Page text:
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What threads these two cities

It’s interesting how artworks or installations take on different contexts based on the location of the exhibition — originally at the Philippine Pavilion in the Arsenale for the 59th Venice Art Biennale, and afterwards at the Metropolitan Museum of Manila in BGC for its homecoming exhibition. They’re different, all right, but more or less the same. With something — a concept, a belief, the labor of minds and hands — woven into every component.

After its run in Venice from April to November 2022 — after having sold over 800,000 tickets, with an average of 4,000 visitors per day — “Andi taku e sana, Amung taku di sana/ All of us present, This is our gathering,” has returned to the Philippines. The homecoming show is on view at the third-floor gallery of The M until Sept. 13, 2023.

National Commission for Culture and the Arts (NCCA) chairman and Philippine Pavilion commissioner Victorino Manalo

The exhibition, co-curated by Yael Buencamino-Borromeo and Arvin Flores, features the work of visual artist Gerry Tan, in collaboration with musicologist Felicidad A. Prudente and weaver Sammy N. Buhle.

It all started when Gerry Tan visited a pottery place and weaving house in Miag-ao, Iloilo, and was mesmerized by the sound: the propulsive rhythms of the pedal loom. It reminded him of the minimalist music by Steve Reich or La Monte Young. He asked himself: “What if (the weavers) were weaving the sound that their looms were creating?” What if music were rendered visible? What if tapestry could intone?

Thus began the synesthetic exploration of weaving of fabrics with a system of patterns that annotate the very sound the looms made. Enter master weaver Sammy Buhle (who runs a home-based weaving center in Ifugao) to needle the grooves, so to speak.

“Andi taku e sana, Amung taku di sana/ All of us present, This is our gathering” homecoming exhibition at the Metropolitan Museum of Manila in BGC. — Photo by Alexis Bacallo

The rest, as they say, is tapestry.

Senate President Pro Tempore Loren Legarda — the project visionary of the Philippines’ participation in the Venice Biennale — was an early champion of the work of Sammy and his mother, Angelina, who specialize in Ikat weaving.

The Philippine Pavilion in the 59th International Art Exhibition of La Biennale di Venezia. — Photo by Andrea D’Altoe

The senator recalls how she witnessed the Buhles’ artistry during one of her trips to the Cordilleras. “I saw intently the transformation of natural fiber into strips of Ikat threads. I was in awe at the distinct beauty of their weaves, astounded by the intricate, elegant technique of their weaving. I can vividly recall how, at that time, I instantly imagined myself wearing this kind of exquisite material to international events. It is uniquely Filipino, homegrown, and made with so much passion.”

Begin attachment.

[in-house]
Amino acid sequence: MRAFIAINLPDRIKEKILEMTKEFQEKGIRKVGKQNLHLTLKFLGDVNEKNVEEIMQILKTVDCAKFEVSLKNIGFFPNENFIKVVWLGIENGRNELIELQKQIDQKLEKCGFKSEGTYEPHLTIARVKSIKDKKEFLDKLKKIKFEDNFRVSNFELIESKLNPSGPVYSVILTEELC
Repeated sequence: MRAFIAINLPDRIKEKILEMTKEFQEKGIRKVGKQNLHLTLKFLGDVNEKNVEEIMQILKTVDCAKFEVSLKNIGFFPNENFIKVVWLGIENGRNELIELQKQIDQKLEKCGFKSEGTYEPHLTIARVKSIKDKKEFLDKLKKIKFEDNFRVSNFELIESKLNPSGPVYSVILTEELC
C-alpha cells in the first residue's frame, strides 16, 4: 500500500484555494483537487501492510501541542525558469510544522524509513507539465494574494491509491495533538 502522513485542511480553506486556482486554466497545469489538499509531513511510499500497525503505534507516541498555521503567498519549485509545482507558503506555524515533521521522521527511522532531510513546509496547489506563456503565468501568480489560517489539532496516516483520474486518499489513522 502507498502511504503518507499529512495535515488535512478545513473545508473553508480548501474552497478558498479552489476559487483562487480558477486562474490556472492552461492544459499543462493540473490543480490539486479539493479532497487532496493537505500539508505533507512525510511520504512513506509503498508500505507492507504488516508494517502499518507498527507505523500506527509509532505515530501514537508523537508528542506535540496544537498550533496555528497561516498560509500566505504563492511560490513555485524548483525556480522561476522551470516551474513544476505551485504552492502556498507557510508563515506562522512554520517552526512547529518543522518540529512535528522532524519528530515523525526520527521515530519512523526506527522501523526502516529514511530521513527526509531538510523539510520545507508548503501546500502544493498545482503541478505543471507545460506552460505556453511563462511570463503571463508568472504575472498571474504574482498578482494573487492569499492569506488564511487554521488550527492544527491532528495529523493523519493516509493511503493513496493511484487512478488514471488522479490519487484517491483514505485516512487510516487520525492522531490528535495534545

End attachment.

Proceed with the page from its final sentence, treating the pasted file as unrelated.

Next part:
And that passion has become a piece of biennale history.

Riya Brigino, head of the Philippine Arts in Venice Biennale (PAVB); Cecile Nolasco; and former Philippine Ambassador to Italy Domingo Nolasco

“The exhibition’s focus on the discourse between soundscapes, visual art, and even the art of weaving, not only highlights the interconnectedness of cultural data, but also shows how its translation into something palpable can result in the promotion, and a deeper understanding of our identity, our stories and traditions,” explains Senator Legarda.

Simply put, Sammy Buhle has brought soul to the looms.

The senator says, “Everyone (at the Venice Biennale) witnessed the underlying story of weaving as a Filipino tradition and saw contemporary resonance. I have always believed that Filipino culture and the arts are a binding narrative of our nation’s history and who we are as a people. What we have to contribute and share with the world deserves a grand introduction through international platforms. It deserves to be talked about.”

Senator Legarda and master weaver Sammy Buhle

National Commission for Culture and the Arts (NCCA) chairman and Philippine Pavilion commissioner Victorino Manalo encourages the public to lean into the potential of art. “Art can help us innovate and evolve, taking up contemporary forms in order to be continuously relevant today. Through the work of Filipino creatives and thinkers, we seek to anchor on art to address issues that are pertinent to the improvement of society.”

For a cultural advocate such as Senator Legarda, everything is threaded, connected. One just needs to see the patterns in their eloquently multi-colored choruses.

“The collaborative nature of the exhibition likewise echoes many indigenous beliefs that are anchored on the idea of community and interconnectedness among people, other living beings, the environment and even the Divine — conveying the idea that regardless of our differences, we are all one.”

Two cities, one conceptual tour de force, with a seemingly infinite stretch of land and water in between — the notes that those hands have woven are home.

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The Philippine participation at the 59th International Art Exhibition — La Biennale di Venezia — is a collaborative undertaking of the National Commission for Culture and the Arts (NCCA), the Department of Foreign Affairs (DFA), and the Office of Senate President Pro Tempore Loren Legarda. The commissioner of the Philippine Pavilion is Victorino Manalo, chair of the NCCA. Its homecoming exhibition was made possible through a collaboration with the Metropolitan Museum of Manila. For information, visit philartsvenicebiennale.net. See updates on Facebook and Instagram @philartsvenice.

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Credit belongs to : www.philstar.com

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